Exam 1 Study Guide
Exam 1 Study Guide PSY-P 102
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This 12 page Study Guide was uploaded by Veronica Bone on Wednesday February 4, 2015. The Study Guide belongs to PSY-P 102 at Indiana University taught by Irene Vlachos-Weber in Winter2015. Since its upload, it has received 441 views. For similar materials see Introductory Psychology 2 in Psychlogy at Indiana University.
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Date Created: 02/04/15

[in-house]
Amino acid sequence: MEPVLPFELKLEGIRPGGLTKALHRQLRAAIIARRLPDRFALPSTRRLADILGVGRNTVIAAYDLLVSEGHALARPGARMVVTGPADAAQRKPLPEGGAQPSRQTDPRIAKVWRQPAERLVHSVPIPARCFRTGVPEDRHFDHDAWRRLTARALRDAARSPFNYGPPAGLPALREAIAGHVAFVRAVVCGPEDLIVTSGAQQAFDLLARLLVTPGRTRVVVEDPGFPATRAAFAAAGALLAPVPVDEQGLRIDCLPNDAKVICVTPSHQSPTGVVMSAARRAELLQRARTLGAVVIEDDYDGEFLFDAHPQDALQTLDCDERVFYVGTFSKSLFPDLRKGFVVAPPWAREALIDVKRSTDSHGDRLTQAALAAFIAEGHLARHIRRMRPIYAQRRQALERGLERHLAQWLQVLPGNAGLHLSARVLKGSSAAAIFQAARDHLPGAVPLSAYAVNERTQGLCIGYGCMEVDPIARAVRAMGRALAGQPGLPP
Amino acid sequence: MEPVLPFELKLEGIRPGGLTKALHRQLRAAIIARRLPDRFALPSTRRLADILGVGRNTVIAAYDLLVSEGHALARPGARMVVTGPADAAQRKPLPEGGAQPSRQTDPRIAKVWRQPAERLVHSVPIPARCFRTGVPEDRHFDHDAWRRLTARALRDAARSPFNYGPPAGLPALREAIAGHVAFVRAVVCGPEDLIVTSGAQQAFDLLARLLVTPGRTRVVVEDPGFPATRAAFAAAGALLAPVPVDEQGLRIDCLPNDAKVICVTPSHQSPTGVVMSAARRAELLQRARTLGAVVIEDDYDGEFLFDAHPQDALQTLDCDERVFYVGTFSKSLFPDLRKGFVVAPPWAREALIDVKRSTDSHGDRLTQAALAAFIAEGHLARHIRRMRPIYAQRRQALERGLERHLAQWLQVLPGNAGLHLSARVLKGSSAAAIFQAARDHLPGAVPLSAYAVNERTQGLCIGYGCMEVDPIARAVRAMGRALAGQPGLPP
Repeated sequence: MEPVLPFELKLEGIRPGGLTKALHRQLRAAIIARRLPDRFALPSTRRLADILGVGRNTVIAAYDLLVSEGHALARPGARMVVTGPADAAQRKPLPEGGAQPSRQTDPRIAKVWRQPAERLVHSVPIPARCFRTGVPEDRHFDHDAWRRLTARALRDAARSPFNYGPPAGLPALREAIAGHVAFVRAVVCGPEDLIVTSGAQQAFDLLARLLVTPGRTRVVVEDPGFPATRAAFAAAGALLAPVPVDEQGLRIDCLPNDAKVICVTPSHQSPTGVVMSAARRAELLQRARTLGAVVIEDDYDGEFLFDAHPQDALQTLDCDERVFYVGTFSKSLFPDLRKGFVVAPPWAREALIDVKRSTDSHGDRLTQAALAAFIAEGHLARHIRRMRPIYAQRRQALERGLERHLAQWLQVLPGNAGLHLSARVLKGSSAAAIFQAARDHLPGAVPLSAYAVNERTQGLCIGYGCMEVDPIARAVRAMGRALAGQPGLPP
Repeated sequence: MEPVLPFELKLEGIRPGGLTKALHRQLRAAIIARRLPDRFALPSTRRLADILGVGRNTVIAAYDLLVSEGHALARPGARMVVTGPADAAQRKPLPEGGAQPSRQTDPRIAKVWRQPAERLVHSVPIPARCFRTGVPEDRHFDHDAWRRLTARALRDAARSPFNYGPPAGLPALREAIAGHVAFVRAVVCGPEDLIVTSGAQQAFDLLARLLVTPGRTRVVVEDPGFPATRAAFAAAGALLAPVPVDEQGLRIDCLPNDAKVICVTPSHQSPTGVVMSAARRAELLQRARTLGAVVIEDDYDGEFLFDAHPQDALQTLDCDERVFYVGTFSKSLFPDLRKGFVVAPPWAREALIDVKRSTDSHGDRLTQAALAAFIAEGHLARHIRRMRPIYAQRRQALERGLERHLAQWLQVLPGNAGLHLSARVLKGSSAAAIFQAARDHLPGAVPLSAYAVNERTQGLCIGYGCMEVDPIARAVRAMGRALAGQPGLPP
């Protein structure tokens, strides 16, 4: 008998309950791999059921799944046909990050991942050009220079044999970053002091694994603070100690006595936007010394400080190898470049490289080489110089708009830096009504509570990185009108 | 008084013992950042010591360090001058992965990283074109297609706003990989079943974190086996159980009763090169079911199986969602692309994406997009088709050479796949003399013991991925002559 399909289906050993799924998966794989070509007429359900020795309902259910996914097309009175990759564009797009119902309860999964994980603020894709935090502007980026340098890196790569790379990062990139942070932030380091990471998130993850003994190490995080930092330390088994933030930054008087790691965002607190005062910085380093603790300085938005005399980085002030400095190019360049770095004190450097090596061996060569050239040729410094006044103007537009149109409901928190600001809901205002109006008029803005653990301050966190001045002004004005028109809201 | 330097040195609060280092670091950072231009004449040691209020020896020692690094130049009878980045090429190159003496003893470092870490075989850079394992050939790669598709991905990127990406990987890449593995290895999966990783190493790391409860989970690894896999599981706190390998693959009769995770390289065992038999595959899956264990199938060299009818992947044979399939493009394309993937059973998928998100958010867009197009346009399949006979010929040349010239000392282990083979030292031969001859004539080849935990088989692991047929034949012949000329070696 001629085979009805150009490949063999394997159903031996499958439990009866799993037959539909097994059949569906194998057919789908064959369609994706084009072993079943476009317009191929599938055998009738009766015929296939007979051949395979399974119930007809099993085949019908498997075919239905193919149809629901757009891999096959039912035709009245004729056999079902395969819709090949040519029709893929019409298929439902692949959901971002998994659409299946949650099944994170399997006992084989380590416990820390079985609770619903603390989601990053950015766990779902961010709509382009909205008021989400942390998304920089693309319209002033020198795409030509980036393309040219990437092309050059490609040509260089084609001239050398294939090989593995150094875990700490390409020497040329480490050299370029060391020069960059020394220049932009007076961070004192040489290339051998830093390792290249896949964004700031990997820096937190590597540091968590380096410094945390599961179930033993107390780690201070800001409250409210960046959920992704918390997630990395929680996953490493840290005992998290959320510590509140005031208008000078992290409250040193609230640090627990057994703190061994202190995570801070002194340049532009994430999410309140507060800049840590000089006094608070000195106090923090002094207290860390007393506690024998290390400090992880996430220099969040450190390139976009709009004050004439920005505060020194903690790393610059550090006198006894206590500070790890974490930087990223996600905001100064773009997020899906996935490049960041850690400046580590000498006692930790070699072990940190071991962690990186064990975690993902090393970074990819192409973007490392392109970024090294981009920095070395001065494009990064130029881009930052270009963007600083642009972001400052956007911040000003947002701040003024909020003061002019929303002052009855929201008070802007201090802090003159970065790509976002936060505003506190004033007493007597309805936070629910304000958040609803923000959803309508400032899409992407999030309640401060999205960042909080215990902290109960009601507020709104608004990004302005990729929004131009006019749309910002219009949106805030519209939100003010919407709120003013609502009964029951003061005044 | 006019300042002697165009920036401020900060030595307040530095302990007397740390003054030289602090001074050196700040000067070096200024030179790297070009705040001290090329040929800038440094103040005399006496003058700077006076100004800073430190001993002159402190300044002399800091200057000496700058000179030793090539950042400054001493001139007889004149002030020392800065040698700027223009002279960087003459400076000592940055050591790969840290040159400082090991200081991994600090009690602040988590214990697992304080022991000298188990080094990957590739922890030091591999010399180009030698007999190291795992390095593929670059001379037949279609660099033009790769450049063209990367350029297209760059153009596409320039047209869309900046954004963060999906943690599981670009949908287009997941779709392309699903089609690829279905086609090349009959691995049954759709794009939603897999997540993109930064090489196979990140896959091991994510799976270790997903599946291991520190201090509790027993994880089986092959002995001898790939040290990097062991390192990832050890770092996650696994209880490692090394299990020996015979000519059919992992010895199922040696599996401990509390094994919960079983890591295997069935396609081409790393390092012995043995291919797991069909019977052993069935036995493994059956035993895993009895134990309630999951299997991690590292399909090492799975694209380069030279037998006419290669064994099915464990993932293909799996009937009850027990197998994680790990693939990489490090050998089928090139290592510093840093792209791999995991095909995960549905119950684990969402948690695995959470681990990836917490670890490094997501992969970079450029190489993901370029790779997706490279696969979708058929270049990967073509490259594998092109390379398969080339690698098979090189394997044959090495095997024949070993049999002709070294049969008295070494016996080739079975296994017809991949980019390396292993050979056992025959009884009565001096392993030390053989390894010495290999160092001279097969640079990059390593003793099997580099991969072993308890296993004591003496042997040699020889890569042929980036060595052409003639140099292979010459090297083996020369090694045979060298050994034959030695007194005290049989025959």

First P102 Exam Study Guide Personality What is personality 0 Consists of characteristic thoughts emotional responses and behaviors that are relatively stable in an individual over time and across circumstances 0 Personality trait a dispositional tendency to act in a certain way over time and across circumstances Freud 0 Back in the day used by most people now it is kind of controversial 0 Freud started as a medical doctor dealing with neurotic patients 0 Neuroses people who are neurotic are depressed and anxious 0 Freud also started the idea of the unconscious 0 One of the problems people have with psychoanalysis and psychoanalytic theory is it is not scientifically based no real evidence 0 Science is empirical 0 Measure using your senses o Freud talks about conception things but not really physical 0 So his theory is not science because it is not measurable Theories of Personality Psychoanalytic Theory Freud 1 core of personality intrapsychic event inside your mind events win the mind that motivate behavior 0 Skinner says you do stuff for rewards while Freud says you are motivated by mind a psychological determinism all behavior determined by motives not chance there is a purpose for everything and nothing happens by accident b motives drives instincts for example animals are driven solely by instincts for humans a few examples are when you are hungry you are driven toward food 1drives create tension 0 which is unpleasant o for example if you are cold you are uncomfortable you are motivated to search for warmth 2basic human goal achieve pleasure and avoid pain which is known as the pleasure principle 32 major drives 0 Sex eros present from birth includes I All pleasurable things 0 Food ice skating friends ect o Aggression includes I Death and destruction 4 Drives are present at birth 2 The structure of personality a3 layers of mind contain thoughts feelings and motivations 1 conscious awareness part of the iceberg you can see what you can access in your brain and you are actively aware of 0 being hungry tired your surroundings 2 preconscious not currently aware but can become aware 0 Your phone number or your address or some sort of memory are examples 3 unconscious can t bring into awareness only get a glimpse 0 Violent motives fears selfish needs irrational wishes dreams slips of tongue 0 Freudian Slip when you say something and think it is a slip it was not a mistake but a glimpse into unconscious o For example saying I don t think we have been seduced while trying to say I don t think we have been introduced the slip is your unconscious thought Structural model of personality 3 interacting structures 1 Id is an unconscious thing and it operates according to the pleasure principle which leads us to seek pleasure and avoid pain for ex baby crying to be fed when hungry 1 Libido is the force that drives the pleasure principle 0 Today has a sexual connotation 0 Freud refered to the energy that promotes pleasure seeking o Acts on impulses and desires 2 Superego develops in childhood and is the internalization of parental and societal standard of conduct 3 Ego Mediates between the id and the superego brealtiy principle compromise choose actions gratify id wout undesirable Ex of the Id Superego and Ego together scenario Waking up in the Morning 0 Id immediate gratification stay in bed and watch Net ix all day 0 Superego what you should do go on a run and eat a healthy breakfast to start your day before class 0 Ego compromise Wake up watch an episode of Net ix eat a healthy breakfast and go to class Defense mechanisms unconscious mental strategies that the mind uses to protect itself from distress is caused by con icts between the id and the superego ways that the ego copes with anxiety 1 Contemporary researchers say that these mechanisms protect selfesteem 1 Wards off an uncomfortable thought about self by embracing the opposite thought 2 For example men who were showed videos depicting homosexual relations and reacted more negatively also experienced more arousal by it 2 Common defense mechanisms 1 Repression anxietyprovoking thoughts impulses memories are pushed out of awareness 0 Not aware they were there to begin with because trying to push out of awareness 0 Ex sexual abuse or watching a parent die 0 Controversy where there was a so called 1 out of 3 women that have been sexually abused Psychologists were convinced women were repressing these thoughts So women would go to therapy and have false memories put in their head by their therapist urging them toward the thought that they were sexually abused and repressing those thoughts 0 Repression is rare more common is PTSD Post Traumatic Stress Disorder 2 denial anxiety filled events are denied and barred from awareness 0 Ex Deny that significant other is cheating or that a cancer patient might die 0 Serves a protective function because it is not something you want to think about 3 projection project own attribute unacceptable impulses onto others 0 Ex Prejudice people who think they are better than others yet they say about those others that they think they are better 4 Reaction formation converting an unacceptable feeling into its opposite 0 Ex In studies it has been shown that people that are extra critical when watching homosexual behavior are more aroused by it They feel ashamed they feel that way 0 Ex Politician passed a law against gay marriage while having a homosexual affair himself 5 rationalization Creating excuses to justify failures shortcoming 0 Ex Asking a crush out but being rejected then saying that they weren t my type anyway Psychosexual Development Freud 0 Developmental stages child passes through in order 1BirthId sex drive looking for outlet pleasure source 2Each stage aerogenous zone body area provides pleasure btask achieve c fixation energy still focused on earlier stage i during times of stress do behaviors typical of that earlier stage 1 could lead to a psychological disorder Stages 1 oral birth 112 yr zone mouth and tongue task weaning from breast feeding or bottle feeding fixated 0 oral receptive weaned to late putting things in mouth for pleasure oral pleasure seeking I kiss I eat I chew gum 0 oralaggressive weaned to early destructive I bite I verbally hostile I chew ice 2 anal 112 3 yr zoneanus task potty training I fixated o analretentive when parent is rigid on pottytraining I neatorderly I stubborn I Withholding stingy I kind of 0CD o anal expulsive I messy I cruel destructive I emotional 3 phallic 3 6 yr genitals zone esp penis task successfully identify W samesex parent Fixated a OLdiw complex I little boys I falls in love With his mom I fears hates father I castration anxiety thinks dad Will do that I resolve identify With dad marries girl like mom I fixation might be a player or less masculine b Electra complex I notices she lacks penis and desires to get that back I angry at mom mom didn t give her a penis I jealous in love Wdad I penis substitute baby doll I penis envy I resolve girl identity Wmom marry guy like dad 4 latency 6 puberty zone indifferent to sexual matters task continue to identify With samesex parent 5 genital puberty adulthood zone genitals task form sexual love relationship develop What do Humanistic Approaches emphasis 0 Emphasize personal experience belief systems the uniqueness of the human condition and the inherent goodness of each person 0 Selfactualization to seek to fulfill our potential for personal growth through greater self understanding 0 Personcentered approach by Carl Rogers 0 Most parents show love and support that is conditional they love their kid as long as they are doing what they want and withhold love when not I This results in children abandoning their true feelings dreams and desires to do what their parent would like and approve losing sight of their true self 0 Parents should provide unconditional positive regard which means a parent should accept and prize their children no matter how their children act Express disapproval with expressing love 0 This results in a kid with a healthy sense of selfesteem and would be a fully functional person Personality re ects learning and cognition 0 Julian Rotters theories 0 Behavior is a function of 0 Our expectancies for reinforcement 0 Values we associate with specific reinforcers I For example deciding to go to a party or study you will think of your expectancies for reinforcement consider the likelihood that studying will lead to a good grade and values like where you would have more fun 0 Internal locus of control believe they bring about their own rewards 0 External locus of control believe rewards result from forces Personality types discrete categories of people 0 Implicit theories of Personality o Implicit means that you can infer o unaware of but which affect perceptions amp behavior I you may be subconsciously treating someone different because of preconceived idea about them 0 societies preconceptions and judgement I like treat someone differently because they are overweight o assume characteristics go together such as a shy person must dislike parties 0 Operational Definition o Operates as a go to definition personality a consistent set of characteristics displayed over time amp across situations I every person is different and unique 0 for example there are extreme introvert and extreme extrovert but most people are somewhere in between 0 includes behavior thoughts and feelings o a relatively consistent characteristic exhibited across situations acting thinking or feeling a certain way in circumstances I leds to a predisposition to act in this way in the future I the thing about Psychology is that you can predict how someone will act but it will never be certain or concrete because it is people and we are all different Trait approach how individuals differ in personality dispositions such as socialility cheerfulness and aggressiveness o Trait or State 0 Traits vary in degree for different individuals I For example extreme extravert vs extreme introvert o Traits are inferred from behavior a People will infer the traits you have differently than your prospective of yourself i Other people judge on actions ii You judge yourself from your intentions o Eysenck s Hierarchical Model 3 subordinate traits o Introversionextroversion how shy reserved and quiet a person is vs how sociable outgoing and bold o Emotional stability how much someone s mood and emotions change I Neurotic low in emotional stability experiences frequent and dramatic mood swings esp negative person is usually anxious moody and depressed o Psychoanalyst aggression impulse control and empathy I High is psychoanalyst more aggressive impulsive and selfcentered o The Big 5 16 collapsed into 5 super categories 0 Occurs across cultures 0 stable over life time I It becomes especially stable after 30 I Except for College student are higher in neuroticism because more to worry about I Lower on conscientiousness and agreeableness 1Extroverstion Introverstion extent to which people are outgoing or shy o More affectionate o More talkative o More socialable than retiring 2Neuroticism anxiety inability to control impulses feel negative emotions I More insure than secure I More selfconscious than comfortable I More Worried I More temperamental 3Agreeableness goodnatured gentle o Sympathetic 0 Helpful 0 Forgiving 0 Good natured o 4Conscientiousness responsible persevering tidy Hardworking Conscientious Ambitious Preserving 0000 5 Openness to experience original imaginative artistic creative thinking Imaginative Broad interests Original Daring 0000 Measuring Personality A Demo a personality inventory B Characteristics of a good test 1 Reliability consistency produce same results if used again in same circumstances a SAT is not reliable because it is supposed to measure your aptitude not your knowledge 2 Validity does it measure What it is intended to measure a SAT is not valid because colleges use it to measure success in college but it really has nothing to do With it 3 Goal sample predict behavior C Projective tests a idea project unconscious needs desires con icts onto ambiguous stimuli b def subjective unstructured c Rorschach inkblots what you see in the ink blot d TAT pictures what you see in the picture ex a murder means aggressive thoughts ect e evaluation 0 Poor reliability and validity 0 Poor predictability 2 Approaches to Study Personality o Idiographic approaches personcentered focus on individuals and characteristics within that person uses different metric for each person 0 Assume all individuals are unique use to study case studies of individuals through interviews or biographical information for example looking at Hitlers childhood to see why he ended up that way personality unfolds over the life span 0 Also use the stories people tell about themselves 0 Nomothetic approaches focus on characteristics that are common among all people but that vary from person to person uses the same metric to compare all people 0 Focus on common traits rather than individual uniqueness o Fivefactor theory identifies five basic personality traits a scale to show where people rank on common traits does not go person to person Projective measures explore the unconscious by having people describe or tell stories about ambiguous stimulus items revolve thoughts about what is ambiguous revealing motives wishes and unconscious con icts many say to objective and not validated enough Objective measures straightforward measurements 0 Selfreport questionnaires observer ratings Observes show accuracy in trait judgments o Funder found that there are times that a person s close acquaintance s will more accurately predict a persons behavior more accurately than the person such as being talkative or assertive 0 close acquaintances might know better because they observe the person while the person is in the situation while the person is not analyzing themselves 0 The longer you know a person the more you can predict their behavior 0 Also our subjective perceptions of ourselves may diverge from our objective behaviors disconnect between how people view themselves and how they behave o Vazire 0 Comparative accuracy depends on whether the traits are observable and whether the people being rated are motivated to view themselves positively on the traits I People want to feel good about themselves so rating is off esp for evaluative traits o Evaluative traits traits that people care about such as creativity I People are biased when judging themselves I More accurate judging ourselves on traits that are hard to observe and are neutral like being optimistic vs anxious qualities that others can t point out or hold against us 0 Vazire s key insight a trait easy to observe but also highly meaning to people such as creativity is more likely to be judged accurately by friends than person State theory situationism 0 Behavior primarily due to situation not internal trait o stable personality just behavior in similar situations 0 We chose our own situations for what we are looking for For example you might like to pick a specialty dorm oor for situations interactionism traits situations amp interactions affect behavior thought and feeling determined by situations and underlying dispositions 0 Strong situations such as elevators religious services mask differences 0 Weak situations such as bars and parties reveal differences because you are not constrained Cultural and Sex Differences 0 Women and men are more similar than different in terms of personality 0 Differences support stereotypes 0 Women are more empathic and agreeable but more neurotic and concerned about feelings 0 Men rated as more assertive 0 Sex differences in personality are largest in societies in North America and Europe Animals have personalities o Extraversion neuroticism and agreeableness can be seen in most species 0 Chimpanzees are only animal that show a conscientious factor Personality is rooted in genetics 0 Twin Studies 0 Twin studies identical twins were more similar that fraternal twins because identical twins share nearly the same genes where fraternal twins do not 0 From twin studies found out that genetic in uence accounts for approximately half the variance between individuals in personality traits 0 Thomas Bouchard studies twins raised apart found that are usually as similar or more similar than twins raised together I Maybe because parents strive to bring out individual strengths in each twin so they feel unique and special I Identical twins become more alike as they age because effects of parenting would diminish 0 Siblings and fraternal twins do not 0 Adoption studies 0 Two children in the same adoptive family are no more alike than two strangers they do not inherit the adoptive parents qualities 0 Parenting styles have little impact on how a kid turns out 0 Specific genes for personality 0 Novelty seeking is linked to the release of dopamine o Neuroticism and agreeableness is linked to serotonin what are the differences between introverts and extroverts with regard to arousal 0 Differences in cortical arousal produce the behavioral differences between introverts and extroverts o Extroverts are usually under aroused and look for more arousal enjoy going to parties or meeting new people 0 Introverts are usually over aroused they prefer solitary quiet activities what is selfesteem What will cause a person to experience low selfesteem 0 Selfesteem is a mechanism for monitoring the likelihood of social exclusion 0 When people act in a way that increase the likelihood of rejection then self esteem seems to drop p 606 what are the downsides to having very high selfesteem What personality trait is associated with in ated selfesteem and how do these people behave What is the relationship between this personality trait and college students and this might be a result of what 0 A down side to having high self esteem is it is linked to violence bullies and violent criminals usually have high self esteem 0 They become violent when they feel that others are not treating them with an appropriate level of respect 0 Might be happier but might not lead to successful social relationships of life success 0 Narcissism is associated with high self esteem o Tend to have poor relations with others become angry when challenged they are unfaithful 0 Increasing narcissism among American college students can be from I Programs increasing self esteem at a young schoolchild age grade in ation which makes students feel more capable than they are and rise in selfpromotion sites such as Facebook and MySpace Evaluation of Psychoanalytic theories does psychoanalytic work Not really a not testable not measured empirically empirical measured using senses b explains everything retrospectively either way can find a way to explain it but will not help c develops from few case studies wealthy middle aged females